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Ethiopia: Local shoe factories vie against global brandsThursday, March 31, 2016 > 10:25:13
(Video News By Abebech Tamene)
‘The quality and export capability of global and domestic firms are like different worlds,’ says industry spokesman
As global footwear brands establish more of a base in Ethiopia and manage to take nearly 70% of the export market, local firms are struggling to push exports and compete with imported shoes, officials said.
Berhanu Serjabo, leather industry development institute spokesperson, said that over the last few years, world-renowned brands like George Shoe, Fontenina Shoe Factory, Huajian International Shoe City, Mohan PLC, and Oliberti Shoe have opened up factories.
“And they are exporting high-quality footwear labeled ‘Made in Ethiopia’ to various countries,” he said.
Two different worlds
According to Berhanu, there are about a dozen domestic companies competing with high-quality brands.
“Their quality and export capability of the global and domestic companies are simply incomparable – they represent two different worlds,” he said.
According to Berhanu, over the first six months of the Ethiopian fiscal year – July to December 2015 – a total of more than 2.4 million pairs of export shoes were produced by 17 shoes factories operating in Ethiopia.
“Over 1 million pairs of those shoes were produced and exported by five foreign companies.”
Among these 17 factories, five are foreign owned and did 68.6% of the total shoe exports, or $12.09 million.
Domestic factories earned $4.2 million from footwear exports during the first seven months of the fiscal year, Berhanu said.
‘We have the edge’
One of the foreign factories belongs to Taiwan-based George Shoe Ethiopia Plc., established at a cost of $9 million in 2014.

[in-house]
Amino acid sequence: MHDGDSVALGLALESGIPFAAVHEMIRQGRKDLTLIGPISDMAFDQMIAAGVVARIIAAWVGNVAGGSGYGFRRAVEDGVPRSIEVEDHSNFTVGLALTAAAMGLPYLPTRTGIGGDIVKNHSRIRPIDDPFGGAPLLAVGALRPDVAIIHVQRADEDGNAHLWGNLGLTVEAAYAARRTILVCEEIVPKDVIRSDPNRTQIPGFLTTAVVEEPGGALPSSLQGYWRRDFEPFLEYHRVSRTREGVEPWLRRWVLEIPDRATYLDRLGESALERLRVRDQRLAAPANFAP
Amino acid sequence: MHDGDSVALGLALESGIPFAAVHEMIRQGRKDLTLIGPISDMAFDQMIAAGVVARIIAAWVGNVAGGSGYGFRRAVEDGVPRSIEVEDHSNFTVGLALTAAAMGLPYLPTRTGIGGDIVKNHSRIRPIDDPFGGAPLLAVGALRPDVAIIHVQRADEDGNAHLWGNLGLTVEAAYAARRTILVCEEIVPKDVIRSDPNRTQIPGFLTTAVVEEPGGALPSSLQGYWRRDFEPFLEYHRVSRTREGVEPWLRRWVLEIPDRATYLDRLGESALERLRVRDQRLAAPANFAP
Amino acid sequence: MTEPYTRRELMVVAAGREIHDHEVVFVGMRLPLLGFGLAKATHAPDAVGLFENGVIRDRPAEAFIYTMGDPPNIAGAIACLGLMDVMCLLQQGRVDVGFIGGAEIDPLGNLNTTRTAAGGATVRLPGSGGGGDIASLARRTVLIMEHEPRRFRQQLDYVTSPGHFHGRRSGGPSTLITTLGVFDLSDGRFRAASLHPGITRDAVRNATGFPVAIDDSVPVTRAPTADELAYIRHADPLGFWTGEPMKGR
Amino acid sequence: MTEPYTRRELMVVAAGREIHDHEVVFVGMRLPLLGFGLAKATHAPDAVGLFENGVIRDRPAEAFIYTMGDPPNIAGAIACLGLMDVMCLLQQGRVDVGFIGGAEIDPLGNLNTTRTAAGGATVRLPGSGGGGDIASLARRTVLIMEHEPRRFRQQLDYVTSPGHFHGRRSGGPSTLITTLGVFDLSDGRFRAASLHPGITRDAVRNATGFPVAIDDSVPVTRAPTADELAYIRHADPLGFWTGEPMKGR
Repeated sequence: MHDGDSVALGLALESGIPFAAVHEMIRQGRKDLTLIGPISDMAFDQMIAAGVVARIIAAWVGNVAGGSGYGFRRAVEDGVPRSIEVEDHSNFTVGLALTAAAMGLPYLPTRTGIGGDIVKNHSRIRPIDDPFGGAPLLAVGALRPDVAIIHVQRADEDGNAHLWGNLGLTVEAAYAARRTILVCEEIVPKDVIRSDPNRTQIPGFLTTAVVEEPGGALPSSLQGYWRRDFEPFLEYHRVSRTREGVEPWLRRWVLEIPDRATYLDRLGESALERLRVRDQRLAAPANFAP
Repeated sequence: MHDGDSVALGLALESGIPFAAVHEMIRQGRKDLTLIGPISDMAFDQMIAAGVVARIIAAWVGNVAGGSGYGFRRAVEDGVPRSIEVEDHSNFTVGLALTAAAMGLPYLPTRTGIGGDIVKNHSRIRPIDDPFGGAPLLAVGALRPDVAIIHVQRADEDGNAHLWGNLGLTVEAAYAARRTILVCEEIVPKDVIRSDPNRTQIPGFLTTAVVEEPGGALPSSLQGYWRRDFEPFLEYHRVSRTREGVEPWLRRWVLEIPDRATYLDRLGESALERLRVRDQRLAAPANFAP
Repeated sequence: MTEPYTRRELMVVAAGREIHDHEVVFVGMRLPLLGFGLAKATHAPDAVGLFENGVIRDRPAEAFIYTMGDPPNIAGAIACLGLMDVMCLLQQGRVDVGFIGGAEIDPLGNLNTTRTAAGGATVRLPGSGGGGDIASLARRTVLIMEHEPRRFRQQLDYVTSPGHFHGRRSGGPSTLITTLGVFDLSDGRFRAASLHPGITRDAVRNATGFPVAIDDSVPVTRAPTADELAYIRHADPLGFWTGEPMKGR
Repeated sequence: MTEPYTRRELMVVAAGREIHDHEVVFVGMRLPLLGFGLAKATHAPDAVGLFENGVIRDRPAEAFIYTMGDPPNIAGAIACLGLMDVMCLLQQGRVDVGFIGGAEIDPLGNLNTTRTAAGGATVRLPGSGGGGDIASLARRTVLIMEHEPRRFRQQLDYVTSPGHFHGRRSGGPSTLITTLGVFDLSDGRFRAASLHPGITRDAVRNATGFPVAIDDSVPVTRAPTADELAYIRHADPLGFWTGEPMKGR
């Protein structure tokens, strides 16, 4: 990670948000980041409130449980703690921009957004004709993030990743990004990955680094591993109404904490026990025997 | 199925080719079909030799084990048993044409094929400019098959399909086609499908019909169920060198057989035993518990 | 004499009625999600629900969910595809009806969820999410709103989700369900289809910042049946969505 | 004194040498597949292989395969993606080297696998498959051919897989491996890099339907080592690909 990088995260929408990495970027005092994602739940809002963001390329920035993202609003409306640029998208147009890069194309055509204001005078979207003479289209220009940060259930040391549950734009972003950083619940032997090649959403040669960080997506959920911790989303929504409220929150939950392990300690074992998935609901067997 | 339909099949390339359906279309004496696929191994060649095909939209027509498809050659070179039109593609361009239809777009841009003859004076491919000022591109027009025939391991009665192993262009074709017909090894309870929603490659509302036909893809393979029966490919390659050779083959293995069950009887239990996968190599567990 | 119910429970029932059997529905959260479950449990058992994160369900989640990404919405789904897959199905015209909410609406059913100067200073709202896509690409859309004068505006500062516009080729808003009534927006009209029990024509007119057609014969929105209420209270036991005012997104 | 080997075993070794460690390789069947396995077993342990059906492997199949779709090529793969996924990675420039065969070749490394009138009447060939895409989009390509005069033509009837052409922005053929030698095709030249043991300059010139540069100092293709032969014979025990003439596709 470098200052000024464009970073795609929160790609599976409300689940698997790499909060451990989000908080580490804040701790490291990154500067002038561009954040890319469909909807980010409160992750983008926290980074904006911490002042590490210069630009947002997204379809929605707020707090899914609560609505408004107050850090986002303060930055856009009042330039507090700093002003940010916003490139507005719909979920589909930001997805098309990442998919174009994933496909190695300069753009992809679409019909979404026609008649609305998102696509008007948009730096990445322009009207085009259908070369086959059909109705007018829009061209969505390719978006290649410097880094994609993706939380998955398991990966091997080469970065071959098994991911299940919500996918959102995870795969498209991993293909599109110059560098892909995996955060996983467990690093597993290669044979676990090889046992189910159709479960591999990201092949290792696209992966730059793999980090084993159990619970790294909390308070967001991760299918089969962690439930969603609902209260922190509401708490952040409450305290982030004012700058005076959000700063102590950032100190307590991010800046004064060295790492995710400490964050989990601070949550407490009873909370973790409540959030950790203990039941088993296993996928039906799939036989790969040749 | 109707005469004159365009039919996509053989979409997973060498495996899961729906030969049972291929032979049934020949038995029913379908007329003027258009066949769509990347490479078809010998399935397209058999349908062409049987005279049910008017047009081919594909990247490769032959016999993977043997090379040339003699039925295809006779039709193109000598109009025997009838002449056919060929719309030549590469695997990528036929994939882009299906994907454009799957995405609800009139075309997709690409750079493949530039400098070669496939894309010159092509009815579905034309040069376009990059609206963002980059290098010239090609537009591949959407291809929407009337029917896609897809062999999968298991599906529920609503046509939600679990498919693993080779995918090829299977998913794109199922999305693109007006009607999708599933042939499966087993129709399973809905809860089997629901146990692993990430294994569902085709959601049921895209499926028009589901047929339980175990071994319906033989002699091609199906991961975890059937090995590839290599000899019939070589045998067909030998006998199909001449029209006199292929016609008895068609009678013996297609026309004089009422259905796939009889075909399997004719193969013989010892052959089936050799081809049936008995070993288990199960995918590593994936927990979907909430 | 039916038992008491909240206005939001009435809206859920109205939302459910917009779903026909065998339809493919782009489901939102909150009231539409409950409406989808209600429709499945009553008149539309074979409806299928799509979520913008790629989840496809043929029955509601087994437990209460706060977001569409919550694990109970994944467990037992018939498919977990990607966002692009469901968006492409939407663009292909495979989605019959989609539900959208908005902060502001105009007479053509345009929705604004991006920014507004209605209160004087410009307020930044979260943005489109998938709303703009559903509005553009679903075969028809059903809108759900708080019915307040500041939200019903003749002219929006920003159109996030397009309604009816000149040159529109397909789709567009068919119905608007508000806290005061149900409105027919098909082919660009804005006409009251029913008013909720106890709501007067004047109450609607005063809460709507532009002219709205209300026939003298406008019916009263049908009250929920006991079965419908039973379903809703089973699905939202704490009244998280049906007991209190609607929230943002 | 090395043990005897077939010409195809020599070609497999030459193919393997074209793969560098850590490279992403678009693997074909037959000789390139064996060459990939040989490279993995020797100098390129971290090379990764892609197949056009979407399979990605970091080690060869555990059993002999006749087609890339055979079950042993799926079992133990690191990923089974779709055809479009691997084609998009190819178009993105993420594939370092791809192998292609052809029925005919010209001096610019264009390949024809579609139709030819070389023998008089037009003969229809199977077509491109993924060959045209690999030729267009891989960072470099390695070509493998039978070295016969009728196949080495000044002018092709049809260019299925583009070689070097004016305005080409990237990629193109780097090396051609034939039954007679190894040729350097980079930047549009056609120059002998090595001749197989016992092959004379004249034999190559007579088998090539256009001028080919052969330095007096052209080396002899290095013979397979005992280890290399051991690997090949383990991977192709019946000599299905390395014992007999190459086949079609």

Company director O.K. Kaul told Anadolu Agency that “the factory, which has the capacity to produce 3,000 pairs of shoes a day, is one of the leading manufacturers producing comfortable shoes in the world.”
“We export to big fashion houses in China and Japan and earned $3.8 million last year,” he said.
“Ethiopia’s abundant cattle, young labor force, and stability attracted the factory to invest here.
“There are minor difficulties like an electric power shortage the factory has been facing; however, we have extraordinary support from top Ethiopian government leadership.”
George Shoe is undertaking an expansion on 26 hectares of land in Modjo, approximately 70 kilometers east of Addis Ababa, he said.
The oldest shoemaker in Ethiopia, Anbessa Shoe S.C., was established in 1927.
“The factory has been exporting its products to the U.S., France, Japan, South Korea, and Hong Kong for three years,” said the company’s export manager, Berhanu Deresse.
He added, “There are challenges in competing in the global market, as our competitors utilize state-of-the-art machines and chemicals.”
“Shortage of foreign currency and difficulties in getting certification from organizations like the International Organization for Standardization (ISO) are some of the challenges,” he said.
“Market demand for our durable products has been rising compared to that of the glittering imported shoes; however, we cannot say that we have won the domestic market,” he added.
Getahun Negash, public relations director of the Ethiopian Investment Agency, told Anadolu Agency that foreign footwear makers invest in Ethiopia because export shoe manufacturing is a priority area of the government.
“We give packages of incentives to them.”
“Capital goods are imported 100% tax free, while a 5- to 7-year tax holiday is given to the manufacturers. The tax holiday is extended by two years if the manufacturers fail to make a profit from exports.”